Section 6: The Technology Needed to Reject Technology

September 27th, 2017 by Rebecca

The romantic wilderness ideals that attracted so many to recreate in the outdoors and to send their children to camp rested on an anti-modern belief that assumed technology was unnatural and destructive to human health.

The common concern was that modern life and its accompanying technology was having catastrophic effects on American culture. What people felt they needed was to retreat to a simpler and healthier environment free from modern technology. Summer camp appeared to be the perfect medicine. Yet paradoxically, summer camps have always relied upon the use of ever-expanding technologies in order to maintain that safe and healthy environment that parents desire.

The most important technological innovation in the history of summer camp was the one that made camp possible: the railroad. Before the railroad, there was no efficient way to move large numbers of campers from the cities to remote mountain summer camps. With it, the iconic experience of camp began.

Groton School Camp. Courtesy of the Mayhew Program.

Groton School Camp. Courtesy of the Mayhew Program.

By the 1960s, as cars took over from trains as the most important means of transportation, the age of the camp train was replaced by the ritual of riding busses or of campers being dropped off by car.

Courtesy of Onaway.

Courtesy of Onaway.

Technology found its way into camp throughout the twentieth century. Electricity proved to be safer in tents and cabins than candles or lanterns. External- framed backpacks, down sleeping bags, portable stoves, and free-standing exoskeleton and dome tents meant that campers hiking in the White Mountains did so with greater ease, comfort, and safety. Technological innovations also introduced entirely new types of adventure activities into the summer camp experience, like ropes courses.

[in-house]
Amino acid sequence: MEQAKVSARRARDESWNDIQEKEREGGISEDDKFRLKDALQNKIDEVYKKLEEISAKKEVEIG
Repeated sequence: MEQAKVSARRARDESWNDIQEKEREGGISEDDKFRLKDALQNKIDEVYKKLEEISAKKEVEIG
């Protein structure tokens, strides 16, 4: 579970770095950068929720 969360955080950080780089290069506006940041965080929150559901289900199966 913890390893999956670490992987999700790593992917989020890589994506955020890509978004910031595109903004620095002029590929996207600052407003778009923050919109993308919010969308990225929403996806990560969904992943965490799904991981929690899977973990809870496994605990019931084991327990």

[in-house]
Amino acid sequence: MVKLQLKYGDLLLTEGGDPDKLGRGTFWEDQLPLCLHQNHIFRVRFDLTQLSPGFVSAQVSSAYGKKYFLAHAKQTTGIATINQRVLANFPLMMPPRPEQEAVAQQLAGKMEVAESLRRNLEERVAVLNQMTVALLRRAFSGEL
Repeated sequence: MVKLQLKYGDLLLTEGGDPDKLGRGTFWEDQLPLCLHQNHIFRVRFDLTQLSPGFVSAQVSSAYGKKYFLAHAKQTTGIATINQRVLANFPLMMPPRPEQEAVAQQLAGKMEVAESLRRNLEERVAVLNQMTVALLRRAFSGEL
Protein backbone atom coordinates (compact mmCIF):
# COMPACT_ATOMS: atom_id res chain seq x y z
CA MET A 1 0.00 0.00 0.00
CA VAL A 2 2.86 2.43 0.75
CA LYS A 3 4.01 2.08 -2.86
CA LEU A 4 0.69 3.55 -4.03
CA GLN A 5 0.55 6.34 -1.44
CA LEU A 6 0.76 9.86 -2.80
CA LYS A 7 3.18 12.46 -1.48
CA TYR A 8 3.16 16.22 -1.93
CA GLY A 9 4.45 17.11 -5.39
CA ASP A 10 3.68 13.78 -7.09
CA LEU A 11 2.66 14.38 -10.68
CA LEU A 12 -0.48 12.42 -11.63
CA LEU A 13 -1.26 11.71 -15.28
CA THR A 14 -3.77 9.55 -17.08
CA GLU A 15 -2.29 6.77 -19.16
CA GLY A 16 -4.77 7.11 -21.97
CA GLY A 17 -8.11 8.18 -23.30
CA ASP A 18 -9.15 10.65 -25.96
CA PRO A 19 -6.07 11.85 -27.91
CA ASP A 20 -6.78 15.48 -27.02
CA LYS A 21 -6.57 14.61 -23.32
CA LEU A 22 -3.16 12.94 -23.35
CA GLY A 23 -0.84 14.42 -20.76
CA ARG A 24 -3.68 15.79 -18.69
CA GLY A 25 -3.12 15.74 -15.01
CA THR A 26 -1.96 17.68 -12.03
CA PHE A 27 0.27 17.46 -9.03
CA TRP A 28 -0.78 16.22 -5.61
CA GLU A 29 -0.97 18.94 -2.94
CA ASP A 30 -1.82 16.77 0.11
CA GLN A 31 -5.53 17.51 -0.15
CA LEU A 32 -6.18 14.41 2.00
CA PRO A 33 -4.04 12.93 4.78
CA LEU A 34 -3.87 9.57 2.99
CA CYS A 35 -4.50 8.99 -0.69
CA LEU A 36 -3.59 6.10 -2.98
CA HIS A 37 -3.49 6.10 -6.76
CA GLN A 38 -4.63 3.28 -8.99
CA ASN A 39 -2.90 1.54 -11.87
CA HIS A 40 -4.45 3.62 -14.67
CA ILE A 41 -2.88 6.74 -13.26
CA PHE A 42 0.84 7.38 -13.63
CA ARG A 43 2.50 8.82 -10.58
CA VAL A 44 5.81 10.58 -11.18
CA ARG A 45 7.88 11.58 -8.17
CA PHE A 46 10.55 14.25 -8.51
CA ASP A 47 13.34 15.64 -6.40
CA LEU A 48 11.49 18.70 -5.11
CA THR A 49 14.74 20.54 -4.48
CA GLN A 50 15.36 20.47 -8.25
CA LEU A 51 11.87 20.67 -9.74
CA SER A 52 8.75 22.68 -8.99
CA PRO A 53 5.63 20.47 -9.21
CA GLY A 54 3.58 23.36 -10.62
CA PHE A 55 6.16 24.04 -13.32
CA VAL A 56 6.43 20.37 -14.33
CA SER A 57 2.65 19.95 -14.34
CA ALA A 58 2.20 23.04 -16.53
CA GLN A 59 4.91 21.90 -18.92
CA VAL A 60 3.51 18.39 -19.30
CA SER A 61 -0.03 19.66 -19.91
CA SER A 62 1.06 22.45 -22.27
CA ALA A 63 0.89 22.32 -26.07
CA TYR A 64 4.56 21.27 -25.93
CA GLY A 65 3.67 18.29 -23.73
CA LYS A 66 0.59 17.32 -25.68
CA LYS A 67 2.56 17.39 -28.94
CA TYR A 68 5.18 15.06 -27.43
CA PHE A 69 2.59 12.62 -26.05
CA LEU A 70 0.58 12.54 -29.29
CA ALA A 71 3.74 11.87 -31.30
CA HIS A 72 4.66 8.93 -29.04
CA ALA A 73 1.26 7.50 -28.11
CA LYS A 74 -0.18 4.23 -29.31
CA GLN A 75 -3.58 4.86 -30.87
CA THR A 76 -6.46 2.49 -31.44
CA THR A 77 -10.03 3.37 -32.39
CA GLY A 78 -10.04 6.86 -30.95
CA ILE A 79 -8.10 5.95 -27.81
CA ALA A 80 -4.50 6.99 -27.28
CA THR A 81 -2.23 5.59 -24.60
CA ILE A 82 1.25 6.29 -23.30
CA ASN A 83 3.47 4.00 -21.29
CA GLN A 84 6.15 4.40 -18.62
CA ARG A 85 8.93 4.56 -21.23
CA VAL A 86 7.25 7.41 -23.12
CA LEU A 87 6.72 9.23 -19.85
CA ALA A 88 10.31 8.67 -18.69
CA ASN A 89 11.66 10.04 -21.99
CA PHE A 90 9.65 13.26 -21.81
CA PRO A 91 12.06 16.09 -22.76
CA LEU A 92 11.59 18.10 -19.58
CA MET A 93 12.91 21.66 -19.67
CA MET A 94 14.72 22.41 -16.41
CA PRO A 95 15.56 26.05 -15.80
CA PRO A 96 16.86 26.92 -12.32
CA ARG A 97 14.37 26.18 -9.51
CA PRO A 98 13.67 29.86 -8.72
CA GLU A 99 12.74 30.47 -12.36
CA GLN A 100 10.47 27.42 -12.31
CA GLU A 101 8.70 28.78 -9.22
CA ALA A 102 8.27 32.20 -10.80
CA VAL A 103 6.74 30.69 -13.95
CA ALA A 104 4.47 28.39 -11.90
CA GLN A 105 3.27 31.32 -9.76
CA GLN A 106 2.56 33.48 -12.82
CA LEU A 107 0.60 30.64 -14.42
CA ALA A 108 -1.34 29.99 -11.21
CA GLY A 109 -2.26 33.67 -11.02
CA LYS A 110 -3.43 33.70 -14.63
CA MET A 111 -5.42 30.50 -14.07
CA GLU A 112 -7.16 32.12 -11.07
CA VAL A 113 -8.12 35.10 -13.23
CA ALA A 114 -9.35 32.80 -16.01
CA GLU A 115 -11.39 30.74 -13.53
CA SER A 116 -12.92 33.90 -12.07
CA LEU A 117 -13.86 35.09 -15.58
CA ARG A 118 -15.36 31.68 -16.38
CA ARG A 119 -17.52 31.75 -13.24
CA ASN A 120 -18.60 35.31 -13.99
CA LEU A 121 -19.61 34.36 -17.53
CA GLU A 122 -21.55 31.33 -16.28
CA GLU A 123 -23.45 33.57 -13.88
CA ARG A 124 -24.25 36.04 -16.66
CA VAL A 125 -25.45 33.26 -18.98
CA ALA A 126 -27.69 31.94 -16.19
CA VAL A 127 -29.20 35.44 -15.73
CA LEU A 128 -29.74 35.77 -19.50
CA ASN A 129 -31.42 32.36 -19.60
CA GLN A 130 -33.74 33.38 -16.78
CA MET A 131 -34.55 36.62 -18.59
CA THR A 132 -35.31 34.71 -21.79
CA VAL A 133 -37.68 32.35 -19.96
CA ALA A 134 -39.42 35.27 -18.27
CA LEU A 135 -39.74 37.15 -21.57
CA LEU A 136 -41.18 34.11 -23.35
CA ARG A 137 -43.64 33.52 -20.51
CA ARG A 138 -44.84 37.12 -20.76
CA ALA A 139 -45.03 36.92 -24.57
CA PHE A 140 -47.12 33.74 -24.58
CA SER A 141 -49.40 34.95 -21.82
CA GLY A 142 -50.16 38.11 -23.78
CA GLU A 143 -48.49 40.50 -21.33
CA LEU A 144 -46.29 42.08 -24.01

The digital age has brought its own waves of technology to the world of summer camps, even as camps are promoted as a means for campers to unplug from society. In addition to hand-held radios, camp staff use cell phones to text messages between the camp office and groups in the field. Smartphones allow for instructors to have realtime Doppler radar information as they decide whether or not to begin a ropes course or head.

Online portals allow parents to send messages to their children, while also viewing daily photos from camp. Parents also have the opportunity to order mugs or mouse pads with the image of their child at archery practice the day after that child first took up the bow. The primary way camps promote themselves today is through exciting and interactive websites, complete with embedded videos that highlight the advantages of a summer spent away from technology.


Walk Through the Exhibit

Section 1: Children’s Resorts in the White Mountains

Section 2: The Literary Links to Experiential Romanticism

Section 3: Satellite Campuses for America’s Top Schools

Section 4: Camps for All, or the Egalitarian Worlds of Summer Camps

Section 5: Constructing Meaning and Finding Lessons from Native Americans

Section 6: The Technology Needed to Reject Technology

Section 7: The Legacy of New Hampshire Summer Camps

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